That said, Bay’s account is downright polite compared to what we’ve learned from the long-awaited Congressional report on the Snowden debacle. For over two years, the House Permanent Select Committee on Intelligence (the HPSCI for short, pronounced “hip-see” by Beltway cognoscenti) conducted an investigation of what happened, how and why. Its findings irrevocably shatter the claims of Snowden and his media enablers.
He was a ‘problem’ employee of the kind known to every HR department everywhere.
It bears noting that the HPSCI’s report is fully bi-partisan. Moreover, all committee members signed a letter they sent to President Obama last week, pleading with him not to pardon the fugitive with these words: “Snowden is not a patriot. He is not a whistleblower. He is a criminal.” Considering that Democrats and Republicans in Congress can barely agree that water is wet these days, it’s something special they put together a bipartisan report that actually has teeth.
How sharp the HPSCI’s teeth are with Snowden. Let’s start with the comments of the committee chair, Rep. Devin Nunes:
Edward Snowden is no hero—he’s a traitor who willfully betrayed his colleagues and his country. He put our servicemembers and the American people at risk after perceived slights by his superiors. In light of his long list of exaggerations and outright fabrications detailed in this report, no one should take him at his word.
No less scathing were the comments of Rep. Adam Schiff, the committee’s ranking member:
Snowden has long portrayed himself as a truth-seeking whistleblower whose actions were designed solely to defend privacy, and whose disclosures did no harm to the country’s security. The Committee’s Review—a product of two years of extensive research—shows his claims to be self-serving and false, and the damage done to our national security to be profound.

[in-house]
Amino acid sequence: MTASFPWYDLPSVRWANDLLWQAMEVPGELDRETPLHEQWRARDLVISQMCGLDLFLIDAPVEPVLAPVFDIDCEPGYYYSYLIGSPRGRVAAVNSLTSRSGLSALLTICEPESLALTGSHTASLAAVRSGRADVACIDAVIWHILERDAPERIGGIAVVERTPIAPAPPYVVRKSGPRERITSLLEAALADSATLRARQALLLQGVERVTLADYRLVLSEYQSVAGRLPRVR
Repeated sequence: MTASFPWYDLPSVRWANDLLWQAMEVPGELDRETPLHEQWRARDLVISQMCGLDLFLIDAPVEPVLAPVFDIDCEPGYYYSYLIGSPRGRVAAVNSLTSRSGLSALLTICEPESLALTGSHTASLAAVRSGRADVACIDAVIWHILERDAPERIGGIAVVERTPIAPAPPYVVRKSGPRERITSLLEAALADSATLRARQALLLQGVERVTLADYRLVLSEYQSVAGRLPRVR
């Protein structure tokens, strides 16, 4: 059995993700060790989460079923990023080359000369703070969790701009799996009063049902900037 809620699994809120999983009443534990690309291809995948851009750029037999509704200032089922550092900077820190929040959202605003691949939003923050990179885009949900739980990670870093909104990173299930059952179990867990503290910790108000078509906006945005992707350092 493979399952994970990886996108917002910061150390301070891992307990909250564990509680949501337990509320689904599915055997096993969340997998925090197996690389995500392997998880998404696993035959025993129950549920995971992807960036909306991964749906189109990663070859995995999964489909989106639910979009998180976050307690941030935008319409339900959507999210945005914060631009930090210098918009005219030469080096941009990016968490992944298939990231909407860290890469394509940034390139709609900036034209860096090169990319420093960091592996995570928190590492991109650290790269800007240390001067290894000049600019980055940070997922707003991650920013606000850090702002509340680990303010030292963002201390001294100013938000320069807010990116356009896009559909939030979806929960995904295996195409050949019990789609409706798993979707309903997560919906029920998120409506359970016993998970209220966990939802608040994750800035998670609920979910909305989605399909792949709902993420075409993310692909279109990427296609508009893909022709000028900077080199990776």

Perhaps the harshest words came from Lynn Westmoreland, who heads the HPSCI’s NSA and Cybersecurity subcommittee:
Edward Snowden made a decision that did more damage to U.S. national security than any other individual in our nation’s history. His actions harmed our relationships around the world, endangered American soldiers in warzones, and reduced our allies’ collective ability to prevent terrorist attacks.
The report itself lays waste to the lies proffered by Team Snowden. Those lies have been laid thickly and require extensive unpacking. Snowden, whom the HPSCI terms “a serial exaggerator and fabricator,” claims he tried but failed to join U.S. Army Special Forces due to two broken legs. In reality, he washed out of basic training due to shin splints. He systematically lied about his actual work and job titles at both CIA and NSA. Snowden advanced his career by padding his resume, lying to supervisors, and acing an NSA test by stealing the answers in advance.
Moreover, Snowden’s account of why he stole secrets is just one more lie, as the HPSCI demonstrates. The real motivation was due to problems at work caused by Snowden’s own arrogance and persistent inability to play well with others. He was a “problem” employee of the kind known to every HR department everywhere. The report notes that Snowden began illegally downloading classified information, with the intent of leaking it, shortly after being reprimanded at work for his misconduct.
Snowden subsequently claimed he was moved by moral outrage to steal secrets by the mendacious Congressional testimony of James Clapper, the Director of National Intelligence, in March 2013. In fact, the HPSCI discovered that Ed’s thefts began eight months before Clapper’s testimony.
This report makes clear that Snowden was never a whistleblower, having taken advantage of none of the numerous legal avenues for whistleblowers in the Intelligence Community. He even failed required NSA training on how to handle sensitive signals intelligence that may impact the privacy of Americans—then claimed that the course had been rigged to be overly difficult! (Having taken that training myself, it’s not difficult, at all—for anybody who’s paying attention.)
The HPSCI’s essential finding on Snowden’s unprecedented theft and compromise of 1.5 million classified documents from NSA, the Intelligence Community, and the Defense Department, bears careful reading: